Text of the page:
Monday, March 2, 2009

Simply Green

by Pa Rock
Citizen Journalist

I have written in this space previously about the concept of green funerals - burials in biodegradable caskets with no embalming fluid. Recently there was a story on the 'internets' about green cremations, an interesting off-shoot of the green burial concept.

The company cited in the article was Eternal Reefs of Decatur, GA, an outfit that mixes cremated remains with environmentally safe cement and forms the result into artificial reefs that are then dropped into the ocean to form safe habitats for the little fishies. Carole Dunham, who passed away from cancer last November, chose this option. Her remains are now part of an artificial reef off the coast of North Miami Beach. Her loved ones can scuba out to the site and view the reef which is marked with a brass plaque.

I still have a preference for green burials over green cremations. There is a lot of energy expended in cremation, and a decomposing body works its way back into the soil for the benefit of plants and, ultimately, animals.

The Green Burial Council of Santa Fe, NM, an independent, non-profit organization, released the following statistics regarding standard burials in the United States. In one year the United States buries (in addition to the bodies): 1.6 million tons of reinforced concrete, 827,000 tons of toxic embalming fluid, 90,000 tons of steel (from caskets), and 30 million tons of hardwood board. The Council dramatized those amounts by stating that the steel buried in this country in one year could rebuild the Golden Gate Bridge, and the concrete is enough to build a two-lane highway from New York to Detroit.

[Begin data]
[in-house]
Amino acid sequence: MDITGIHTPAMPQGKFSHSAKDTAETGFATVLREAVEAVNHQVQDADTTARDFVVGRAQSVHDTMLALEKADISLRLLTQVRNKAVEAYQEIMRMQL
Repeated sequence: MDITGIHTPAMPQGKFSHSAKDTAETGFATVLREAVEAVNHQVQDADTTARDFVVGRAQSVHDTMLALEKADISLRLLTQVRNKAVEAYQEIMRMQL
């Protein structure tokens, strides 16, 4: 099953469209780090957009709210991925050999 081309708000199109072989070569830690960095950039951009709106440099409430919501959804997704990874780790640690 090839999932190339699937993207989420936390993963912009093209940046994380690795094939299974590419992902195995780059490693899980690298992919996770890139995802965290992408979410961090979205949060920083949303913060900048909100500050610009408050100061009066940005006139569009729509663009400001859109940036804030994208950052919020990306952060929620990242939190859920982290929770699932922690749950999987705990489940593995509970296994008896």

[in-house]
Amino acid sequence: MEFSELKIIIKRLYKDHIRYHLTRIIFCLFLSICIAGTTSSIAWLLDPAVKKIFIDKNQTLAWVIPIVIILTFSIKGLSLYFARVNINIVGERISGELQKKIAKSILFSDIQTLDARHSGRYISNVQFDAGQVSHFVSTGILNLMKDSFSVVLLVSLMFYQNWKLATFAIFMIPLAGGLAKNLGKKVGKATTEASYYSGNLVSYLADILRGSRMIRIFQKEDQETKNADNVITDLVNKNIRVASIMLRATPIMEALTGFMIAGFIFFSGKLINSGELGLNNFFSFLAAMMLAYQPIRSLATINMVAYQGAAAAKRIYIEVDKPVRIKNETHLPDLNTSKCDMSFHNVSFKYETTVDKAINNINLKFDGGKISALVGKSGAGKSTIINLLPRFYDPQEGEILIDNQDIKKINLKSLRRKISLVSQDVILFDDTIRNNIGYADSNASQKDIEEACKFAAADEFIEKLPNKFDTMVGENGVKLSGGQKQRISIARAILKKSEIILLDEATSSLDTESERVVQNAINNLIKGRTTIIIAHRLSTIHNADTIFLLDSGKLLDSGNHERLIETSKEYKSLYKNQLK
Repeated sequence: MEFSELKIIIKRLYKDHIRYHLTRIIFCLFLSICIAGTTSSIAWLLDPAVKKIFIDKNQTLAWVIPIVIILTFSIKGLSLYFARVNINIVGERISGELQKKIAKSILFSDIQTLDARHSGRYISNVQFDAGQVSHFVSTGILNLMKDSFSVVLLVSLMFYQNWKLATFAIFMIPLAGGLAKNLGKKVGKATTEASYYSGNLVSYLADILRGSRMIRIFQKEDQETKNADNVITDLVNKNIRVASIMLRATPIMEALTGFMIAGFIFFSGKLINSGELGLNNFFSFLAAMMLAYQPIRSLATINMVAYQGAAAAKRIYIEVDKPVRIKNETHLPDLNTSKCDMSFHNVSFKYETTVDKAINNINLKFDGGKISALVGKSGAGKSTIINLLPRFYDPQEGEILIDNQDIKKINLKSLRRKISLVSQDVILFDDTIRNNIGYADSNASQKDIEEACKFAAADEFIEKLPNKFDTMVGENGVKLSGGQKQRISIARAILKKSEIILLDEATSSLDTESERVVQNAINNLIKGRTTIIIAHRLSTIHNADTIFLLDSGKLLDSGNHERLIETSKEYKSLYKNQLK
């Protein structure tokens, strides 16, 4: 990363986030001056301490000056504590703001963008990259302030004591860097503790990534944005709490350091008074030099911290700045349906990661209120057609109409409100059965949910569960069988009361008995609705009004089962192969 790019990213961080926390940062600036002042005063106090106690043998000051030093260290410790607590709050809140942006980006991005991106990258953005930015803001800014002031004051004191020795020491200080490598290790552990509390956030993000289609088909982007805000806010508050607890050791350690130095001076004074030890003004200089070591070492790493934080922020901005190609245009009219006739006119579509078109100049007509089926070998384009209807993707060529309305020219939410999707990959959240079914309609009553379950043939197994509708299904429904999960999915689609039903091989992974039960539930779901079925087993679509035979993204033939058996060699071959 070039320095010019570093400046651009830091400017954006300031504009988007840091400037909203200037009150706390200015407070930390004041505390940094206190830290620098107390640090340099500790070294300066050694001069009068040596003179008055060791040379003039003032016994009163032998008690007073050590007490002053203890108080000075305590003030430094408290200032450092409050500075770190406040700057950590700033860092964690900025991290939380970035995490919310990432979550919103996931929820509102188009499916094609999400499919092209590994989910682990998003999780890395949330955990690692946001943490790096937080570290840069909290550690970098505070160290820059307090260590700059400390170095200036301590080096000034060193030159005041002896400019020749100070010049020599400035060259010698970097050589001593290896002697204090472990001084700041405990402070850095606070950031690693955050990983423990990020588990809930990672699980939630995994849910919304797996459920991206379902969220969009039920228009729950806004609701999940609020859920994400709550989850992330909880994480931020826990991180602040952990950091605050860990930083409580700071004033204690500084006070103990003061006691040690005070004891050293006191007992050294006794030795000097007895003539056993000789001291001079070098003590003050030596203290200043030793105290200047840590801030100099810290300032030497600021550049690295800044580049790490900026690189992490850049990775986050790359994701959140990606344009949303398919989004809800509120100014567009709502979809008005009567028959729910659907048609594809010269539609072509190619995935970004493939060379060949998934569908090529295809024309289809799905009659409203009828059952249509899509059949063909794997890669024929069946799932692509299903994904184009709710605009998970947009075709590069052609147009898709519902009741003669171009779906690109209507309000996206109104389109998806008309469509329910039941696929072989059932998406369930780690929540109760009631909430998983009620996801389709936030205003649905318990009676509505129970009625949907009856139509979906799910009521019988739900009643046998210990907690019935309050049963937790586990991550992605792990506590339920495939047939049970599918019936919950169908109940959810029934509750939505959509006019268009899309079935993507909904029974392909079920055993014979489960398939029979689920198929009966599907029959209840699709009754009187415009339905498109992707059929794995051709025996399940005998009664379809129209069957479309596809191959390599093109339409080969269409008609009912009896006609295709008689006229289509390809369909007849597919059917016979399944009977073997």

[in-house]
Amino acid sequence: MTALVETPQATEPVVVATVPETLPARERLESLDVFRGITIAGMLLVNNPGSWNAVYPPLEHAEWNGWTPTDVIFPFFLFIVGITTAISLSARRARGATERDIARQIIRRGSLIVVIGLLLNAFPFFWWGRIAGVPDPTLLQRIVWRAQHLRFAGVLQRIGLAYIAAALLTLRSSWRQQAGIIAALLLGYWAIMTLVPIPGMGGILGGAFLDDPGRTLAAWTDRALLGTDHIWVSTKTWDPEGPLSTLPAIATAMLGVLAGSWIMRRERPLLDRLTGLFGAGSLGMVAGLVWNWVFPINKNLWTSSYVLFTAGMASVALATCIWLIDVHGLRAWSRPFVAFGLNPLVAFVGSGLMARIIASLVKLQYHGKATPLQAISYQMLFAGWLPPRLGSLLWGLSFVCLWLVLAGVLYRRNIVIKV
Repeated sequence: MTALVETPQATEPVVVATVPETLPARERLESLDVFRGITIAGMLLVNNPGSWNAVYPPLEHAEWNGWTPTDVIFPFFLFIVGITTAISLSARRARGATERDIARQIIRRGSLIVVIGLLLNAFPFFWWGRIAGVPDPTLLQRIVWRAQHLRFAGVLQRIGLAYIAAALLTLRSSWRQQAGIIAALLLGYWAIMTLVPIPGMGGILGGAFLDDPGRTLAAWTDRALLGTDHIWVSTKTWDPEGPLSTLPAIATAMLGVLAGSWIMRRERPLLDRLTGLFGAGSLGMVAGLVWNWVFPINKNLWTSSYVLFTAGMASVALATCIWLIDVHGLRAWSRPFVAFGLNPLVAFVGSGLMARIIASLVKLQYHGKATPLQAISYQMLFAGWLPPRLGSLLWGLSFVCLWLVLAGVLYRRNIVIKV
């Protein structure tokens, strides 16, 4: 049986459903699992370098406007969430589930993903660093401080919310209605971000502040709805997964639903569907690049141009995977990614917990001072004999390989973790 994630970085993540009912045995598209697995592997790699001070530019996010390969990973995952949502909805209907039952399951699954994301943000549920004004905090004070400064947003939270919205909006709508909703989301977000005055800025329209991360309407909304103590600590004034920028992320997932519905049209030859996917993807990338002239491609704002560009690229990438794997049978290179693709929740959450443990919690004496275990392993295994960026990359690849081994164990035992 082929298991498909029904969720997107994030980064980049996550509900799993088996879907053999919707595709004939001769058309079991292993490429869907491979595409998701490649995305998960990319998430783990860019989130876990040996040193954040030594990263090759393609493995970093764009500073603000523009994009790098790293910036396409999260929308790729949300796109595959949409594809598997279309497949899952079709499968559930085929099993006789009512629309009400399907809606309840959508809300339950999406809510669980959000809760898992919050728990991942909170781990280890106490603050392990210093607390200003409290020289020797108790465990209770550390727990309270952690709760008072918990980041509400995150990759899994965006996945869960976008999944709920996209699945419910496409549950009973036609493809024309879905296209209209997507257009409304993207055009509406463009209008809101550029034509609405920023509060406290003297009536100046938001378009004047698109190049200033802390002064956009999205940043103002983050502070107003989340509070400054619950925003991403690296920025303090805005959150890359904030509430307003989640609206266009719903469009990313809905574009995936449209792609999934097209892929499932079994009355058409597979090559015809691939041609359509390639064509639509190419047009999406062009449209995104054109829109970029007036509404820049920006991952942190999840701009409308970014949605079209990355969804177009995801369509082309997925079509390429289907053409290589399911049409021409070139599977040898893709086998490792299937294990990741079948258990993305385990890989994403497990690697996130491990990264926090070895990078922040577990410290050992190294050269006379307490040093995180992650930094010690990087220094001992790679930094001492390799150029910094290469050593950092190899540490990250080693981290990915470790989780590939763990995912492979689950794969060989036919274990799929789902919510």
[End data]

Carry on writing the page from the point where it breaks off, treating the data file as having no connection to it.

And while we are still in the throes of the Bush Depression, wouldn't it be nice for the family if their only burial expenses were a biodegradable casket (fancy cardboard) and a burial plot? - no satin-lined, mahogany box with genuine brass handles, no cement vault, no embalming fluid. Nice, and simple, and cheap.

Funerals in America have slowly evolved into a racket. We have grown accustomed to funeral directors directing us into plush send-offs and guilting us if we choose to pack our dearly deceased in something less than the Cadillac of caskets. We are spending more and more money to needlessly pollute the earth and waste all of that good plant food. It's time that we got back to the basics of burials - the way our ancestors did it.

No comments: